I saw something similar happen at the end of the 19th century. Then agricultural society turned into industrial society. Due to the constant production and hectic modern city life with telephones, newspapers, trams, advertisements and artificial lighting, many people suffered from mental exhaustion. American neurologist George Miller Bird used the term “neurasthenia” in 1869. This is a combination of the Greek words névro (nerve) and adynamía (weakness) and literally means “nervous weakness”. According to Bird, neurasthenia was the result of busyness and chronic overstimulation. Resulting in nerve exhaustion and organ damage. GPs still use this term today when people feel stressed.

Descriptions of neurasthenia show a surprising number of similarities with fatigue. At that time, overstimulation was caused by landlines and printed information. Today it's about being overstimulated by cell phones and digital information. The same problems, the same complaints, but in a different way. People cannot adapt to the pace of numerous changes and become exhausted.

Keep your mental energy high

The best thing you can do in such a stressful transitional situation is not to be afraid and conserve your mental energy. There are two ways to do this: 1) reduce the cost of energy (task requirements) and 2) increase what saves energy (energy sources).

Many people tend to choose the first path, for example, to work less. If you reduce work demands, this will reduce stress. But the effect at most is that your performance becomes less negative. Therefore, the second method is preferred. Tapping into energy sources leads to more enthusiasm and less stress. In short: your energy, engagement, enthusiasm, motivation, creativity, and proactiveness increase, and your chance of burnout decreases.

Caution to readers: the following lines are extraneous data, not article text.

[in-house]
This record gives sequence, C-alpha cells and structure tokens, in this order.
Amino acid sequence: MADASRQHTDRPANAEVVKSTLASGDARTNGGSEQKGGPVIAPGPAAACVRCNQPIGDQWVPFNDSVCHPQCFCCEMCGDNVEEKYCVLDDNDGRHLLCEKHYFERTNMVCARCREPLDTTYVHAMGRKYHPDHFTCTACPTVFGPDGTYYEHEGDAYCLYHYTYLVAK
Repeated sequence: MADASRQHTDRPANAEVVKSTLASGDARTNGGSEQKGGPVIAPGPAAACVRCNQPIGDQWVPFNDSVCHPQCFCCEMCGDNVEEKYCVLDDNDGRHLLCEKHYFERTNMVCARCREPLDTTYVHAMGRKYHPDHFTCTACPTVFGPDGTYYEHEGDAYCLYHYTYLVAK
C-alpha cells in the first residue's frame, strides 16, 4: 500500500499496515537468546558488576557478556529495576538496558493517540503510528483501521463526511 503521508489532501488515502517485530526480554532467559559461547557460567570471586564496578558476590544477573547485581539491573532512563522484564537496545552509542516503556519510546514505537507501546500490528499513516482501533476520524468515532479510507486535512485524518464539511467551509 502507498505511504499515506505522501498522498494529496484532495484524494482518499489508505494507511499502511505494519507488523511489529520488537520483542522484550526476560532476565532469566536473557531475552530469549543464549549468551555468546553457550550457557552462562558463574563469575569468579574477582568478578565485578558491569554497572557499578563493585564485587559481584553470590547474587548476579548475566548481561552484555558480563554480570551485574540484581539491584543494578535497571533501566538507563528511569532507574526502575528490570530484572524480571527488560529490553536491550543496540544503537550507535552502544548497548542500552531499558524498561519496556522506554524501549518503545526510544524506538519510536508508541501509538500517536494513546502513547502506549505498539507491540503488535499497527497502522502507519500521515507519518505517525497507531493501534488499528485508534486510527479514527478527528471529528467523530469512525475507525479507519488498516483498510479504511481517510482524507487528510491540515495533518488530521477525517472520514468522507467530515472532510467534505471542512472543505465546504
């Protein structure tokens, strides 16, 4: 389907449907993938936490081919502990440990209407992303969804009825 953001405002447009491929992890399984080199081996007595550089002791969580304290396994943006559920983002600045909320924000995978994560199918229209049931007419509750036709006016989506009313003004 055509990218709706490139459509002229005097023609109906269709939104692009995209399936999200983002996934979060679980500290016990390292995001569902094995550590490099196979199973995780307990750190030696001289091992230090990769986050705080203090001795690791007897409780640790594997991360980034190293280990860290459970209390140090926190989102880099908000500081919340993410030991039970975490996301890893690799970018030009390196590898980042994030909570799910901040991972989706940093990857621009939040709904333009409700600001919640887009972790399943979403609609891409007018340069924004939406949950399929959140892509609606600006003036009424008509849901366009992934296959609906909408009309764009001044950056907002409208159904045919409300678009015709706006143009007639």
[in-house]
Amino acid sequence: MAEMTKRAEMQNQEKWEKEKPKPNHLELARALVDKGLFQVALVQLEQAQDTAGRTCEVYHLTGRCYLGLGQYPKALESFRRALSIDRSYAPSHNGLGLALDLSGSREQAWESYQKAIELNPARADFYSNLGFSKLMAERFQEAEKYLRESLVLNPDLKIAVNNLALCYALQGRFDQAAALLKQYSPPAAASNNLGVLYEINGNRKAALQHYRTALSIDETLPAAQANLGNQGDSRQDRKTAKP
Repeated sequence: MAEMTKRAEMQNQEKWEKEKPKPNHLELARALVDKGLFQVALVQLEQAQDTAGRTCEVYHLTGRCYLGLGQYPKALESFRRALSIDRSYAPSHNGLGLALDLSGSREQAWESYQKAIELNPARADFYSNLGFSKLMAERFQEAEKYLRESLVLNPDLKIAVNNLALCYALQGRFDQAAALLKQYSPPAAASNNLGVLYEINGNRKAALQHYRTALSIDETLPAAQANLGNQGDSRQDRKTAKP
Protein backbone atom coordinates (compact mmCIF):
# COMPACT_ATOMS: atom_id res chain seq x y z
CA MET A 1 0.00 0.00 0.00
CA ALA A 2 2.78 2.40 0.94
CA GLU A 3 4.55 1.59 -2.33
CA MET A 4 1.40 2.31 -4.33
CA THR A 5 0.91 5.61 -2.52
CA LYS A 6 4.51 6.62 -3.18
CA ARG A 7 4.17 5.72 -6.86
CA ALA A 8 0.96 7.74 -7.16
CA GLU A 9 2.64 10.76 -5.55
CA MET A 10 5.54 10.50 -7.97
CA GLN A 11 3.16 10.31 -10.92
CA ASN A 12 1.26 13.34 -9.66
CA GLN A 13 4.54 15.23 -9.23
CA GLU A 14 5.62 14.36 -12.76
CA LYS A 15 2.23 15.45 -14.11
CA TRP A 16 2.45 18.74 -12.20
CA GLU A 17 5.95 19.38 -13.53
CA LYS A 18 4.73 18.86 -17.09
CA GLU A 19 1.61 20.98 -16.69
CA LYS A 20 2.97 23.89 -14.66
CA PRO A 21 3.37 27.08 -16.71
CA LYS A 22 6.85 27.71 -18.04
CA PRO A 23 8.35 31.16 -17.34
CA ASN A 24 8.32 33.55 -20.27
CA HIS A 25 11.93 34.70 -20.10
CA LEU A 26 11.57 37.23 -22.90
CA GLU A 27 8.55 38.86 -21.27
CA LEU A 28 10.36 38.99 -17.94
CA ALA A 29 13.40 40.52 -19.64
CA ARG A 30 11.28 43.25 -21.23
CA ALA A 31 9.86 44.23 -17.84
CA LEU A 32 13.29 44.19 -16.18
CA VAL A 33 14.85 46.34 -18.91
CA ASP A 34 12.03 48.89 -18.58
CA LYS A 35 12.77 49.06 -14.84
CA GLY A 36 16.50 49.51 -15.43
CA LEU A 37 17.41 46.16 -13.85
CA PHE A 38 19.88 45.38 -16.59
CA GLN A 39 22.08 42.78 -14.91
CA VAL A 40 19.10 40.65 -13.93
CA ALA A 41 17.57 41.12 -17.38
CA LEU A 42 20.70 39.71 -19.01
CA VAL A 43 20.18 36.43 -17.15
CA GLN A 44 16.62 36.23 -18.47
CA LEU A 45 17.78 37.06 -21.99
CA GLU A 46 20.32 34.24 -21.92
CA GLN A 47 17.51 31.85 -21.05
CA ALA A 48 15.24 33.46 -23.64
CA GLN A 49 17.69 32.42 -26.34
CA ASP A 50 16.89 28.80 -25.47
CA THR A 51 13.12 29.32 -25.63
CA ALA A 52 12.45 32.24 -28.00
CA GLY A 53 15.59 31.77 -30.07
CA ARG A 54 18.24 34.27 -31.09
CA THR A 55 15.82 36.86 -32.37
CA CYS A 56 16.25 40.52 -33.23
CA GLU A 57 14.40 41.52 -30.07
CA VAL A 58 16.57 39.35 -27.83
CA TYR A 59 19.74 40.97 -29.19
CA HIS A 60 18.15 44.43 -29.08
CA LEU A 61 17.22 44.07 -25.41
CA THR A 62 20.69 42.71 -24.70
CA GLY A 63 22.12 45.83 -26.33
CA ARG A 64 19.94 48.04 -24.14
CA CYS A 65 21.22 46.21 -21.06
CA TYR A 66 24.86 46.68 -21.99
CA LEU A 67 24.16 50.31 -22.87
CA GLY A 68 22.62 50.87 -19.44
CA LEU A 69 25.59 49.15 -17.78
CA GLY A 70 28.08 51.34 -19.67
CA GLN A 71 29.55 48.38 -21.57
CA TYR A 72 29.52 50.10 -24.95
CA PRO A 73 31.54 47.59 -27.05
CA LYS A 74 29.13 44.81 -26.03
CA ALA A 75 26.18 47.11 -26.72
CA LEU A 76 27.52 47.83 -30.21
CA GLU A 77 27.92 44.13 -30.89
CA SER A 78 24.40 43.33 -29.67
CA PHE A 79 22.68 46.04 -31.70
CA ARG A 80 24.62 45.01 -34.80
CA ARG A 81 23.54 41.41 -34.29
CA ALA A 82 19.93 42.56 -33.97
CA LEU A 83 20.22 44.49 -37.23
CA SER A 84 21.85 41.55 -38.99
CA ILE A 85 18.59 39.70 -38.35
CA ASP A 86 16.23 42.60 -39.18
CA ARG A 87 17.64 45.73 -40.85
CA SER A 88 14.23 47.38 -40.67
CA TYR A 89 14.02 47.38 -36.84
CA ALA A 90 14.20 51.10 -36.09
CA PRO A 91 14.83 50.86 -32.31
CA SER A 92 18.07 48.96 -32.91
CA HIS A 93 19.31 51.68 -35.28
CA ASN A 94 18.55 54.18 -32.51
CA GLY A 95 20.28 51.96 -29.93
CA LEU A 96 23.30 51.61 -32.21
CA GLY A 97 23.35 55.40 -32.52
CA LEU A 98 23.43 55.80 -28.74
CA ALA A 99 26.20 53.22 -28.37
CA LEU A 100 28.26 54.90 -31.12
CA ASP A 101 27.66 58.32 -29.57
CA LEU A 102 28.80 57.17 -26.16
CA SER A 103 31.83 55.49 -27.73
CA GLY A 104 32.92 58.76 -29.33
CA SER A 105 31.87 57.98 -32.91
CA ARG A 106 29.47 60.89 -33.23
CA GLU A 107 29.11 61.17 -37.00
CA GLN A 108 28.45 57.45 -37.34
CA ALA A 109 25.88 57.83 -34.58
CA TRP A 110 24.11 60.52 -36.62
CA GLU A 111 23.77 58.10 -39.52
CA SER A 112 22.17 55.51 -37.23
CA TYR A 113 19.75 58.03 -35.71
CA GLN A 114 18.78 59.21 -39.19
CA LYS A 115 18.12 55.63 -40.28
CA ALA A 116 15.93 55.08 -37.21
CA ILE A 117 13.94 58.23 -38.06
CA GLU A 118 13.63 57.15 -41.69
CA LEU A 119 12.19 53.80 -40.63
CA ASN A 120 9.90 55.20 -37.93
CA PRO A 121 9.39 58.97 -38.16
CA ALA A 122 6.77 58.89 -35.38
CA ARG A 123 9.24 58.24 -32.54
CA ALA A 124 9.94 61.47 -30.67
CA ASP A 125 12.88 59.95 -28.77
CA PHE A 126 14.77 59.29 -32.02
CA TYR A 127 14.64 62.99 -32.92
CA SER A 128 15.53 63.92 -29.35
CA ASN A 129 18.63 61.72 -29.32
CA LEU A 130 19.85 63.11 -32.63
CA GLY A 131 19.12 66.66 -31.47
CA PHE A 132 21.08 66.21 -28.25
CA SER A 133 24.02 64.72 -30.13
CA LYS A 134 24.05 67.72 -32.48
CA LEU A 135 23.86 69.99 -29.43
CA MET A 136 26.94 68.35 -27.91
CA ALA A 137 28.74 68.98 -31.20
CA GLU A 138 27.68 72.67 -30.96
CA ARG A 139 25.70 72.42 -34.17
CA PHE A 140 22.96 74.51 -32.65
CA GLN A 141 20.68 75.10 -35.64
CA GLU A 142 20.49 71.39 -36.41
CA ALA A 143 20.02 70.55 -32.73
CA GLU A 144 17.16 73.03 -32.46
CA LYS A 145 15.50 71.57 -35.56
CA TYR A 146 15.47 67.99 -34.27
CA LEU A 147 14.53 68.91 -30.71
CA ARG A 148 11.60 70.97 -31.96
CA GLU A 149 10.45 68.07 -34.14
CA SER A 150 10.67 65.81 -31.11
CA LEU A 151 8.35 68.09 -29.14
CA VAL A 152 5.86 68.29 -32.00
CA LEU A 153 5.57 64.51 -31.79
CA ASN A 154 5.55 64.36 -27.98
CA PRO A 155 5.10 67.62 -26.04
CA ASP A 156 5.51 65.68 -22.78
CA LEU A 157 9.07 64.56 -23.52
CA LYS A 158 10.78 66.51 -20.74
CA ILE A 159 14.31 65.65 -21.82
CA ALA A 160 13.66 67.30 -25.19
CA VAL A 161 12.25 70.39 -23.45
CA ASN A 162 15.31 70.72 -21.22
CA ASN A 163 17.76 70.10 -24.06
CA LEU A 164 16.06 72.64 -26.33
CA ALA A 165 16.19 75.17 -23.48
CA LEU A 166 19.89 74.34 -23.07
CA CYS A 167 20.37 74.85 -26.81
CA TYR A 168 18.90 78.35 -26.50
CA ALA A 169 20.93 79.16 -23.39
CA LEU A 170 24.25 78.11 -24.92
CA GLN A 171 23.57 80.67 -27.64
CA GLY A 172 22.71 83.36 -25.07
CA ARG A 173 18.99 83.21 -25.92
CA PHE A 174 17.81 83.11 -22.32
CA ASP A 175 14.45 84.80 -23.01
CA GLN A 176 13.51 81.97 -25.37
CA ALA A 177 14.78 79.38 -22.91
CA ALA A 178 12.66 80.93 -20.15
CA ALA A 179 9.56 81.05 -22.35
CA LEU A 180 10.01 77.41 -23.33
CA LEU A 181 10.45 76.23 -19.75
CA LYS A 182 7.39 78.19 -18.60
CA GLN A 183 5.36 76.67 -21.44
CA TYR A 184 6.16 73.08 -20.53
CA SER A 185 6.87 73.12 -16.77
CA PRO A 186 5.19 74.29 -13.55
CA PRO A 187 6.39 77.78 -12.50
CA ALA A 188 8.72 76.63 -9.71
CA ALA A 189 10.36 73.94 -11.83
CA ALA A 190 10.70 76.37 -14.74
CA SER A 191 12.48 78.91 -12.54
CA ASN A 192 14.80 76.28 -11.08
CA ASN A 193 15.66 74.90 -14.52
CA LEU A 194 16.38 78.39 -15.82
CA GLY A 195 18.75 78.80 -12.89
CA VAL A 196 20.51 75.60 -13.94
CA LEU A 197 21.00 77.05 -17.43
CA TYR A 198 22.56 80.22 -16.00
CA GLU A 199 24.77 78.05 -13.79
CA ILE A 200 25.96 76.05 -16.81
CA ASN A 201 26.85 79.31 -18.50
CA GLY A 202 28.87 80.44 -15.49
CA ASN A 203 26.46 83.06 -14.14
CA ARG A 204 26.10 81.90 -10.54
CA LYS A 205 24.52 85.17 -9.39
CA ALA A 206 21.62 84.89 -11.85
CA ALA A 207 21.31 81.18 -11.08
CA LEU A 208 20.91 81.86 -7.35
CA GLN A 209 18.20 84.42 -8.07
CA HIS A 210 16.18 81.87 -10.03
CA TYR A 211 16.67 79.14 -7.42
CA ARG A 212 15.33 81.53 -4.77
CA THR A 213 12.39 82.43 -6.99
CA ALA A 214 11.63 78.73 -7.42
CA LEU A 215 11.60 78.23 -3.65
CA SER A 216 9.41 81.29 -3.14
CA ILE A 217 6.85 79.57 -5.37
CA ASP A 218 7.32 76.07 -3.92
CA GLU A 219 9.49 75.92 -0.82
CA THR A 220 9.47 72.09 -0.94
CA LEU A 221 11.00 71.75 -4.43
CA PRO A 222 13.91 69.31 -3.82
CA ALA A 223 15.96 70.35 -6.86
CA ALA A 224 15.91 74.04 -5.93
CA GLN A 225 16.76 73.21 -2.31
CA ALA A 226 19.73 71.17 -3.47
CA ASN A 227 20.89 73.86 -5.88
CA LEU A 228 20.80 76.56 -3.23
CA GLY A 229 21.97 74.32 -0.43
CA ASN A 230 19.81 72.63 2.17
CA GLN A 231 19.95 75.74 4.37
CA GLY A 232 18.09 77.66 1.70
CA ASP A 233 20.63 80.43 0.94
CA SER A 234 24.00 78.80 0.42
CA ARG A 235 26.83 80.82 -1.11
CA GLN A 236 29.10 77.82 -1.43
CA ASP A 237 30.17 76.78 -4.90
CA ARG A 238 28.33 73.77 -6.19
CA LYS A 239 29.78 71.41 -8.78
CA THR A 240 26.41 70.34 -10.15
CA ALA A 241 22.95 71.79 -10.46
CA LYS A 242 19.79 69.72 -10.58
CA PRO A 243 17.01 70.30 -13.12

Energy sources are divided into two types: energy sources from the organization (or environment) and personal energy sources. It is about ensuring that there are sufficient energy sources available within the organization and within ourselves to cope with all the changes and pressures that this creates.

So we don't work too hard or too much, but we get paid too little.

You can compare it with a mobile phone. Not a problem at all if you use it extensively. But do you then put it on the windowsill or put it in the charger? Unfortunately, we have created a society where we are accustomed to putting ourselves on the windowsill, so to speak. Because of all the technological stimuli and amount of entertainment, many people no longer know what fuels them.

How do you discover what gives energy?

A great way to find out what gives you energy is to write down a number of shining moments. What have been positive experiences for you in recent weeks? When did you start shining? It doesn't matter whether the event is related to your business or is something personal. Both are good. Then try to find out the factors that made you shine. So what gives you energy?

I asked the director I trained: What do you do to recharge your energy? “I'm cycling,” he replied. I said that's interesting, because I think cycling actually costs energy. I understand that it provides a temporary pick-me-up, but what exactly gives you energy? Then he said that he likes to ride bikes with friends and challenge each other to raise the level a little higher each time (progression). Between them they encouraged each other (preaching). When they achieved their goal, they went out for a drink together (connection). Sometimes they would ride in their cars to raise money for a good cause (social impact).

We then looked at how these elements translate into his CFO role. This led to a number of changes in his working life. Results? Within a short time, his mental energy increased significantly and he began to work with greater passion.